The Hikaru Nakamura Blog

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2010 US Championship Thoughts

May 30, 2010 • General

Hello to everyone once again. My apologies to everyone who has been eagerly awaiting blog entries for the past month. Without further ado, I shall attempt to communicate my thoughts on the 2010 US Championship, Saint Louis and the Chicago Open

here in Wheeling, Illinois.

Prior to the start of the US Championship I moved from Seattle to downtown Saint Louis. In retrospect, this decision was probably wrong, however it made a lot of sense due to my busy schedule which begins in July and doesn’t slow down until

February of 2011! At the current point in time, I am extremely happy with living in Saint Louis and it is a testament to the Midwest and Southern United States about how genuinely friendly people are. I can also not say enough about the great Thai,

Indian and Japanese restaurants which I have discovered. Overall, this move has been extremely beneficial for everyone involved except for the fact that I failed to win the tournament! However, I will now talk about this disaster!

Coming off the victory last year and all the hooplah of my moving into town, I knew it would be an uphill battle trying to defend my title this time around. The other huge issue was that I had only played in the Saint Louis Open since the end of January

(Corus). My pessimism was only increased when I drew the wrong color at the opening ceremony and got Black against GM Alex Stripunsky. Despite this, I got off to a strong (or lucky) start by beating GMs Stripunsky and Hess in the first two rounds. In

both of these games, I was in a bit of trouble but found a way to outplay both of my respective opponents. In rounds 3-5 I played Gms Kamsky,Onischuk and Shulman. These games were not too inspiring either as I played terribly against Gata Kamsky

and was clearly losing but found a way to salvage a draw. This was in a way balanced out when I missed a win against Yuri Shulman and drew that game as well. In round six, I played GM Jesse Kraai with White. After entering a queenless middlegame via

the Catalan, I found a way to trick Jesse in a rook and pawn ending and won a game which would have made Kramnik proud. This led to a big final round showdown where I needed to win or draw in order to make the quad final. Having Black against GM

and former US Champion, Larry Christiansen was going to be a challenge regardless of how I played. In a typical fashion, I forgot my preparation and this led to me being close to lost after 13 moves! Somehow I managed to suck it up and simplify it down

to a rook and pawn endgame where I was down one pawn. Despite Larry’s best efforts, I played the ending very precisely and drew the game which secured my spot in the quad final with GMs Kamsky, Onischuk and Shulman.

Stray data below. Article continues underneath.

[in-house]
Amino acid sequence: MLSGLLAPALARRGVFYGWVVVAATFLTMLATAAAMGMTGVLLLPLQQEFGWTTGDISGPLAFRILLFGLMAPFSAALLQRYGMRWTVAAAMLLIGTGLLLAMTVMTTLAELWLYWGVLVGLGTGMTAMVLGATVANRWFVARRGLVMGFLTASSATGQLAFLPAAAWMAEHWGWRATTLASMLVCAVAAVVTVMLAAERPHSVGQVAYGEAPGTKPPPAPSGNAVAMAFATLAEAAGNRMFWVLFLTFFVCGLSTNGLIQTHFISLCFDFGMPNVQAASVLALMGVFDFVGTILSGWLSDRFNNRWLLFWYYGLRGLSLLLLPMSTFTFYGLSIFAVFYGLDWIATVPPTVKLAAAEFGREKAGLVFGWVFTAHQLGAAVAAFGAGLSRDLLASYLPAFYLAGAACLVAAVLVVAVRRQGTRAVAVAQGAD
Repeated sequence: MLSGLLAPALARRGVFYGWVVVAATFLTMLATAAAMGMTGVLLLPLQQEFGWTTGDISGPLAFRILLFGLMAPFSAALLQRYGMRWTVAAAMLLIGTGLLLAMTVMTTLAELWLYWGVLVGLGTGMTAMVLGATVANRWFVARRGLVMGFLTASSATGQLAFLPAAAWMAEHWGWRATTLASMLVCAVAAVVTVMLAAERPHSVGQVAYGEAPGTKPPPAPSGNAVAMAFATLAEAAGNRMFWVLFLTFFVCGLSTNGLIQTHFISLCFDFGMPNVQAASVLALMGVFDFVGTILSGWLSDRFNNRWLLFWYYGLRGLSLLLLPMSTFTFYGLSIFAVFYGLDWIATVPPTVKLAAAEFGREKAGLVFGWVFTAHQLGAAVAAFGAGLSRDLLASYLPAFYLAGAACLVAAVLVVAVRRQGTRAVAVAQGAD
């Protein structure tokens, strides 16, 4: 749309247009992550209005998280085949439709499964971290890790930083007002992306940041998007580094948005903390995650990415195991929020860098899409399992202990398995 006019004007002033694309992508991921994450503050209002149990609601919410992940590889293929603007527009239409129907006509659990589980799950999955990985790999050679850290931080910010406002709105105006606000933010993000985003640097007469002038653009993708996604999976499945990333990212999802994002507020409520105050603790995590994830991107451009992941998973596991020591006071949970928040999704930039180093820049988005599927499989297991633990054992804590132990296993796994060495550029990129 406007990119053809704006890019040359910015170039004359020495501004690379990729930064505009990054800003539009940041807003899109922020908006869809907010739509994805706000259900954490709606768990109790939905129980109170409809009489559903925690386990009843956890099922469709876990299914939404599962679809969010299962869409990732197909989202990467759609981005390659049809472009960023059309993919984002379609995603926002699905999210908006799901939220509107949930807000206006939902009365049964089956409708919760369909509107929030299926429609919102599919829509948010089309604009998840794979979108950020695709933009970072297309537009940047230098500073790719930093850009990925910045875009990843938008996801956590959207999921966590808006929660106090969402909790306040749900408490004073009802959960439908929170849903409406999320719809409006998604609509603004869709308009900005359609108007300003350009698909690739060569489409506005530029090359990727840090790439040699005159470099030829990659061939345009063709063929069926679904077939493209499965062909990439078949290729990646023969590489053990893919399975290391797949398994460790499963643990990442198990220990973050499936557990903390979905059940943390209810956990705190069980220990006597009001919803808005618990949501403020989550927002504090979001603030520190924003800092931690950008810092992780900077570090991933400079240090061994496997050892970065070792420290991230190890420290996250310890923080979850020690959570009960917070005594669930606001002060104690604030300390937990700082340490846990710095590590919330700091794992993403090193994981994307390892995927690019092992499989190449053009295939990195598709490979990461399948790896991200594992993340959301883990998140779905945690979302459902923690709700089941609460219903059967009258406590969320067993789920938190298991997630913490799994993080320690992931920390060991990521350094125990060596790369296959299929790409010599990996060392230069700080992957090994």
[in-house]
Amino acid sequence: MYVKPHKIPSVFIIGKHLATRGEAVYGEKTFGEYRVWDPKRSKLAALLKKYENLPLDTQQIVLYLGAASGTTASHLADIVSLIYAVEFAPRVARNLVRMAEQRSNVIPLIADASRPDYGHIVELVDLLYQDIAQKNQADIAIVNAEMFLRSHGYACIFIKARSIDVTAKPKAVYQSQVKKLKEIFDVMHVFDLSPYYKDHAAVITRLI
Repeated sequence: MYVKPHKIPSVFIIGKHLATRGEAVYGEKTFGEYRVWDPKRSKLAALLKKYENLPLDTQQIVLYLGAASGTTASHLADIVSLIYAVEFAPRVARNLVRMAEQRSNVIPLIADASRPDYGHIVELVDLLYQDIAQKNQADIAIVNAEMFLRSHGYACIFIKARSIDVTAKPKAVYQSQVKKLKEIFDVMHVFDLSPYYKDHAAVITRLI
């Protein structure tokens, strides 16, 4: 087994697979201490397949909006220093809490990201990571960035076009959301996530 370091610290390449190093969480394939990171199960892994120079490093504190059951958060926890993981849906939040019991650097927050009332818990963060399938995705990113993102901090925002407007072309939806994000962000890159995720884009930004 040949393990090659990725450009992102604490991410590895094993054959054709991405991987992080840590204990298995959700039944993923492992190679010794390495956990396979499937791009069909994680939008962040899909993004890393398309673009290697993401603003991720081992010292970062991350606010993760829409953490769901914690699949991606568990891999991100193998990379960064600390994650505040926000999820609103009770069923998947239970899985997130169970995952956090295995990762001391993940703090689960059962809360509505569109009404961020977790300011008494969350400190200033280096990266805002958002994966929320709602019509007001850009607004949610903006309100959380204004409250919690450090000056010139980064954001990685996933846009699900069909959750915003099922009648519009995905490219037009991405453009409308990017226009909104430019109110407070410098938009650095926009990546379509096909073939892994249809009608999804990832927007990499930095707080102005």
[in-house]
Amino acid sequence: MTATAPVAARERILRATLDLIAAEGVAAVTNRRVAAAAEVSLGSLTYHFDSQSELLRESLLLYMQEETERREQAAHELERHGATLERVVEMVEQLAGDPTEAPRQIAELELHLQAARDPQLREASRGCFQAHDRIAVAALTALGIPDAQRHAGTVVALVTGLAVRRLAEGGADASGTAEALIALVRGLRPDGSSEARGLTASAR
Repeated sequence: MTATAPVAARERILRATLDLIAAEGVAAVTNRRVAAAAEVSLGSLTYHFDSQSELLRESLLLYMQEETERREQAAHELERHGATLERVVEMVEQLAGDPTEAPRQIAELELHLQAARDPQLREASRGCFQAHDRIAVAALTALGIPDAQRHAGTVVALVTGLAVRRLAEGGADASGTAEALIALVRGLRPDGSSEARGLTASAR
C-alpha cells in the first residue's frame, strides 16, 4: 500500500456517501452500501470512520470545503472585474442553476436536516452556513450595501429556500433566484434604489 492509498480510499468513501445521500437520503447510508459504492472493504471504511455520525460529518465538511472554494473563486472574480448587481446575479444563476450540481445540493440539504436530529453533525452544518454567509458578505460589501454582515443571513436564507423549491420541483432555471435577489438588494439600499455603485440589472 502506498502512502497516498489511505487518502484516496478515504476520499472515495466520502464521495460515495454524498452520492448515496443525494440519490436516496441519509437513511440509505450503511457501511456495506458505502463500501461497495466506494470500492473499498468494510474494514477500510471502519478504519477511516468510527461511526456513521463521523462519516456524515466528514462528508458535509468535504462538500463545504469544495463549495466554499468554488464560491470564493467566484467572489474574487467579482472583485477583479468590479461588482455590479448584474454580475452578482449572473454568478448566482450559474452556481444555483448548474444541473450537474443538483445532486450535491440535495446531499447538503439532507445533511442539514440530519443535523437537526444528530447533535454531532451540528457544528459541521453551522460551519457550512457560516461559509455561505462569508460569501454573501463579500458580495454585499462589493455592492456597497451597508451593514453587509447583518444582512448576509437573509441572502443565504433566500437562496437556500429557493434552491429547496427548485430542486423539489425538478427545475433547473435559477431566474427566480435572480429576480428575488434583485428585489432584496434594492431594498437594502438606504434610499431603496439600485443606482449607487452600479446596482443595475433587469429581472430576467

Prior to the start of the quad I was cautiously optimistic about my chances as I felt I had not played a single game of precise chess during the first seven games. The fact that I was even in the quad was a great feeling considering all of this. In the first

game, I obtained a small advantage against GM Kamsky, but underestimated his pawn sacrifice in the middle game which led to a sharp battle. In the end, we settled upon a repetition which left all four of us tied due to Alex and Yuri drawing their game

as well. In the second round, I felt that for the first time in the tournament, I was adequately prepared and ready to go all out against GM Yuri Shulman. Unfortunately, Yuri had am improvement over the Kasparov-Anand game in the same variation which

was roughly equal if not better for him. I found my way through the complications and the position remained balanced until I made a horrible miscalculation in the middlegame and my position fell apart. As I said in my postgame remarks, I simply felt that

my ability to calculate was off during the entire tournament, but I avoided any direct blunders which led to an immediate loss in other games. Alas, such is life! In the last round GM Alex Onischuk and I drew fairly quickly as neither of us was in a fighting

mood after our devastating losses the previous day. In all fairness, I thought it was a crime that Alex did not win the championship as he clearly played the best overall of the four of us in the quad final. However, in the end Gata was able to control his

nerves the best and won the title when he held the draw with Black in the armageddon game. My congratulations to Gata Kamsky on winning the title in 2010. However, I think that if all four of us from the quad final can play at a high level in the 2010

Chess Olympiad, we’ll have a great shot at winning the gold medal in Khanty Mansiysk this upcoming September.

I will add more thoughts in the upcoming days and weeks, but that’s all for now, folks!